In a unique move, a brand new No.5 stand-alone app has been released for the iPad, where you can download a bilingual edition of the complete series of No.5 in Japanese and English. I am very pleased to report that the app is great, and more importantly the work itself is everything I wanted it to be and so much more. No.5 is even more sprawling, even more epic, and so completely different to what I thought it would be when I started that I'm happier than I had imagined having finished it.
Finishing a great manga series is very often bittersweet, the joy of completion mixed with the regret of something you love ending, and with no more to come. I'm quite happy to say that it was an incredibly fitting conclusion, and I'm looking forward to reading it again. And again.
Having finished reading No.5 I was granted a very special opportunity — to interview No.5 creator Taiyo Matsumoto about the work, and to share that interview with all of you. As you might be able to tell from the above, I've had questions in my head for Taiyo Matsumoto for more than 10 years, and I have had such a deep appreciation for his work that the opportunity was a little daunting.
Moreover, the iPad app version of No.5 comes with an excellent, very informative interview between Matsumoto and Hideki Egami, Editor of IKKI Comics Magazine (the monthly magazine that serialized No.5) and I didn't want to step on their toes.
In the end, I'm quite happy with the interview and while I could talk to Matsumoto-sensei for hours about his work and career, the insight into his career and work was very valuable, and I appreciated it a great deal. I hope this interview and this short appreciation will entice you to read all of his works available in English — Tekkon Kinkreet, Blue Spring, Go Go Monster, and of course, the newly released No.5. He truly is one of the greatest manga auteurs working in the industry today, and while I might not have picked up on that on my first exposure to his work, I sincerely hope you won't make the same mistake.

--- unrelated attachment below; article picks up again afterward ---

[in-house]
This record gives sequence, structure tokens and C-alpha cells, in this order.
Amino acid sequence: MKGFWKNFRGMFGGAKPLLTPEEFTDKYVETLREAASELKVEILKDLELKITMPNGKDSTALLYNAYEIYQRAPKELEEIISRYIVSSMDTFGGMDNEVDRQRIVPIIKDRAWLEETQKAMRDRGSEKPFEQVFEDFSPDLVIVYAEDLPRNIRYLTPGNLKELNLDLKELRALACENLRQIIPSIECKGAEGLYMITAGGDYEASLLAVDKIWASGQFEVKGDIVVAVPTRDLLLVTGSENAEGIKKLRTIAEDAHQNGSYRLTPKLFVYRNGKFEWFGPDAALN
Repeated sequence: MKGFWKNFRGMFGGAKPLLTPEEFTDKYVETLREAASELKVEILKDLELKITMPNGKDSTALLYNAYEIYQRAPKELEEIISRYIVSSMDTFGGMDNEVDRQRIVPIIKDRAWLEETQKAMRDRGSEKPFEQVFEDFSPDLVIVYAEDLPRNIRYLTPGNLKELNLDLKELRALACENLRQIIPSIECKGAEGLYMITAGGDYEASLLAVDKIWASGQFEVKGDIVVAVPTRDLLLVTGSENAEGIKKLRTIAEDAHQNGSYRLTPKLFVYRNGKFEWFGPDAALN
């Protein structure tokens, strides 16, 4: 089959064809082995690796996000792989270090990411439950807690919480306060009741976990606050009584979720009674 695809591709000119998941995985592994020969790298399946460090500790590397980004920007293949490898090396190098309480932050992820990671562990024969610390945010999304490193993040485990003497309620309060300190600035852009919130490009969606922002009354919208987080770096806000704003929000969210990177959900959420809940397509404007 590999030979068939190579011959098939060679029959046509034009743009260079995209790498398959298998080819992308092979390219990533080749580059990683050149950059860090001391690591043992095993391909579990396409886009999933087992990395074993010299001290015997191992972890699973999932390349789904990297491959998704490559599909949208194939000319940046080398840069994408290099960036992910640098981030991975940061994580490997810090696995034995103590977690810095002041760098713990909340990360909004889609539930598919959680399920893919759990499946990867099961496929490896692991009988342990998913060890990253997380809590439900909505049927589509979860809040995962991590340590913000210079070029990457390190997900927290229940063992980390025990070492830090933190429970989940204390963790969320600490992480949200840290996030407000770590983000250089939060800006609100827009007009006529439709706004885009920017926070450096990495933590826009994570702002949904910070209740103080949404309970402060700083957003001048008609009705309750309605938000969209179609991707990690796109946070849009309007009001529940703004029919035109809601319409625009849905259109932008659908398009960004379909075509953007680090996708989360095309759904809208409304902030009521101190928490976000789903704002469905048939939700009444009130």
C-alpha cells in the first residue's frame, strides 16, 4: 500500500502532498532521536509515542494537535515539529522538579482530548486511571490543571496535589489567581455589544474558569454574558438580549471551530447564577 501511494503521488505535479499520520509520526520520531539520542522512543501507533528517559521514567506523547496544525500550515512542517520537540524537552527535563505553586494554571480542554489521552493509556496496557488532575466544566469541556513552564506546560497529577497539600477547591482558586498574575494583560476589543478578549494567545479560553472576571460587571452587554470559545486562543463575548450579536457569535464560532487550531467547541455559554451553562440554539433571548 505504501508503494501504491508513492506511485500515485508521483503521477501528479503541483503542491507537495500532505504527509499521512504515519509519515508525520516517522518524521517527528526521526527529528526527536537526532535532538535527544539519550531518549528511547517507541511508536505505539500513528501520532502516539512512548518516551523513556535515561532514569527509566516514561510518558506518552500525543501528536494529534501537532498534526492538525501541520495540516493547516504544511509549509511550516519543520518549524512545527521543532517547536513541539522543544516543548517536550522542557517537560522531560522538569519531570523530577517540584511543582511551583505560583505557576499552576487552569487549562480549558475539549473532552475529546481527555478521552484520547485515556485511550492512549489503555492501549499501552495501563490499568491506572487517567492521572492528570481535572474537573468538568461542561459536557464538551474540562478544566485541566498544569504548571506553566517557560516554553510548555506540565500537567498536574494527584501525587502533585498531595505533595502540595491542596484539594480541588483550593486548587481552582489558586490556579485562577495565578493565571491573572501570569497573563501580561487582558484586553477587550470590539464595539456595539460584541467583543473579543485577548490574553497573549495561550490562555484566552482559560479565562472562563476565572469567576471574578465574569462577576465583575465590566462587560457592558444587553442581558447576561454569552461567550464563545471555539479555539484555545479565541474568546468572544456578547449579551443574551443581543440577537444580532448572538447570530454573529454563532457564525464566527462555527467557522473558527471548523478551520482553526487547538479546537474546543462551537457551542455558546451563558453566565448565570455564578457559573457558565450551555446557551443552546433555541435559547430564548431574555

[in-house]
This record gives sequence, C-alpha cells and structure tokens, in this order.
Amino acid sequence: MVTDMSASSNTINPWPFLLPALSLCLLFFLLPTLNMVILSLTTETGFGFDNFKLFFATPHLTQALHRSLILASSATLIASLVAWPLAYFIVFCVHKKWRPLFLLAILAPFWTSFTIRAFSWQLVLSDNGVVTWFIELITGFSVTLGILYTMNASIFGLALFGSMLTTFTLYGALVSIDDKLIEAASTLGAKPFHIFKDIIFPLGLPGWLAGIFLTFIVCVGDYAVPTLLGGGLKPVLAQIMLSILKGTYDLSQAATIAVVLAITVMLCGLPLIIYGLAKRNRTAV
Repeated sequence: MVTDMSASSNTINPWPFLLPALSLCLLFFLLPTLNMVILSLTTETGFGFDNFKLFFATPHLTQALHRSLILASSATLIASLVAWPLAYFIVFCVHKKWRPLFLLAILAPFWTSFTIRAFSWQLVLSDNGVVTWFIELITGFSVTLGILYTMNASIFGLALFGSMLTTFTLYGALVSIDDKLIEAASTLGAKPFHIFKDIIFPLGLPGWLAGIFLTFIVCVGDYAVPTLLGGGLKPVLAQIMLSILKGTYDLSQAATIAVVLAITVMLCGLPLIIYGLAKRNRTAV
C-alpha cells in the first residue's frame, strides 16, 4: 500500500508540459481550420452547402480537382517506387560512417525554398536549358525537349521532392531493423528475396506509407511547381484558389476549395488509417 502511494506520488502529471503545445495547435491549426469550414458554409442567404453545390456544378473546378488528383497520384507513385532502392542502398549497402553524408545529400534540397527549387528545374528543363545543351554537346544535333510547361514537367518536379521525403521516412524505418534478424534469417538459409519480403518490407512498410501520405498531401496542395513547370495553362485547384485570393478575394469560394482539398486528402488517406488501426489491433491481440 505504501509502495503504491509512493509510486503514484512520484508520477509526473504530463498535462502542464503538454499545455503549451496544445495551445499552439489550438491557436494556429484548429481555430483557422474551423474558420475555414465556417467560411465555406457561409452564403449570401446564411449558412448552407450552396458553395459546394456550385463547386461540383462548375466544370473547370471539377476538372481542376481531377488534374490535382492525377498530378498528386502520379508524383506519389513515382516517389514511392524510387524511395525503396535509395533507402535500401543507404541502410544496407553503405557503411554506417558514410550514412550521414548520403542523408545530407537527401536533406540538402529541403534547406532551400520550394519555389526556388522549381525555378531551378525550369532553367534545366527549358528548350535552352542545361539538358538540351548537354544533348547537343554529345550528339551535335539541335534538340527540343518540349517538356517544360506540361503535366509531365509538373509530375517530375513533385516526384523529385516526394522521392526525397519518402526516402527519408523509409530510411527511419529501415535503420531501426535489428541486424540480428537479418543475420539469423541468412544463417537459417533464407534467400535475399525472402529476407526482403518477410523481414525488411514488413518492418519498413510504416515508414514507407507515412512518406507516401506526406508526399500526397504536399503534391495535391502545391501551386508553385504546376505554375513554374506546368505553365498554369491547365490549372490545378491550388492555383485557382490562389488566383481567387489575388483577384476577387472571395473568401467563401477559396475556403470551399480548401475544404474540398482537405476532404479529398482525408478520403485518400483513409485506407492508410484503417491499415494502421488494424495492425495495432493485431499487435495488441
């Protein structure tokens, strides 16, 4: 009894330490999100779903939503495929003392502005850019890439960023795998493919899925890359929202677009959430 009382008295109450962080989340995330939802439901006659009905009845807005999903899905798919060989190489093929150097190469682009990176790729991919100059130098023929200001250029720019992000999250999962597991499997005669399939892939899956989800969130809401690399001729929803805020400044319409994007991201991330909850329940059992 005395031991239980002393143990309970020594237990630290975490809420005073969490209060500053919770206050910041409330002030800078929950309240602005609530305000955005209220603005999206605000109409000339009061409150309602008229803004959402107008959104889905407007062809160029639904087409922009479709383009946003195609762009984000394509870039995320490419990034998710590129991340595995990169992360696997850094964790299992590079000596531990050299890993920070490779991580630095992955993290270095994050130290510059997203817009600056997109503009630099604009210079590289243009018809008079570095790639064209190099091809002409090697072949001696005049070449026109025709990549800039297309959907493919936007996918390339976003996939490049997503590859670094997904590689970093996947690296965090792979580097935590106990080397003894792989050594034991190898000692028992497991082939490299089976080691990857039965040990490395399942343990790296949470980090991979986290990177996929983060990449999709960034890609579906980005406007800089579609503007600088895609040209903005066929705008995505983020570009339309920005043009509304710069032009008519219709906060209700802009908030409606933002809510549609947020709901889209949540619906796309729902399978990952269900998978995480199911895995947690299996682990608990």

Interview with Taiyo Matsumoto
Christopher: Hello, my name is Christopher Butcher. I’ve been a very big fan of your work since the publication of Tekkon Kinkreet (Black & White) in English in 1998, and I have followed your career closely. It is an honour to be able to ask you these questions. I apologize that there are so many!
Questions about No. 5:
Q: It’s very exciting to see your work No.5 completed in English. I wonder if you have any thoughts on the work now that it has been finished for five years, but will be newly available to your English-speaking fans?
Taiyo Matsumoto: It will make me happy it will help to reach as many readers as possible.
Q: You chose a very unique format for No.5 when it was originally created, with the tankoubons being roughly similar in size to a monthly magazine (like IKKI) or a North American comic book (‘graphic novel’). Can you talk about why you made this decision? How did your readers (and Editors) react?
TM: It was because back then, I used be influenced by comics from overseas a lot. I don’t remember getting much reactions from the readers or the editors though.
Q: In all of your work that I’m familiar with, particularly Tekkon Kinkreet, Go Go Monster!, Blue Spring, and the film adaptation of Ping Pong, it seems that a deep competitive fraternal relationship between two male characters drives the story forward. In No.5 the story is very different, with a paternal relationship between Papa and his children driving all of the action. Can you talk about this change? Was it a conscious decision?
TM: In my manga, I used to like creating a balance between ying and yang by bringing the two aspects closer. But it got redundant after awhile so I decided to change it up.
Q: Also in your works, I’ve noticed that there are rarely female characters … but the actions that set the story of No.5 into motion—and bring it to its conclusion—come from your central character, Matryoshka.
TM: I wasn’t very good at drawing a female character, but at that point I finally felt ready, so I decided to challenged myself to create a female character.
Q: I feel like in your works, the setting of the stories is incredibly powerful—The imposing and twisting city of Tekkon Kinkreet and the oppressive and graffiti-laden school of Blue Spring or the ominous school of Go Go Monster!, for example. I feel that these settings often become characters in the story themselves, interacting with other characters and determining the flow of the narrative—and speaking to the reader sometimes. Would you say this is accurate?
TM: I do enjoy drawing the buildings and cities as if they are living objects. I think it makes a manga more vigorous.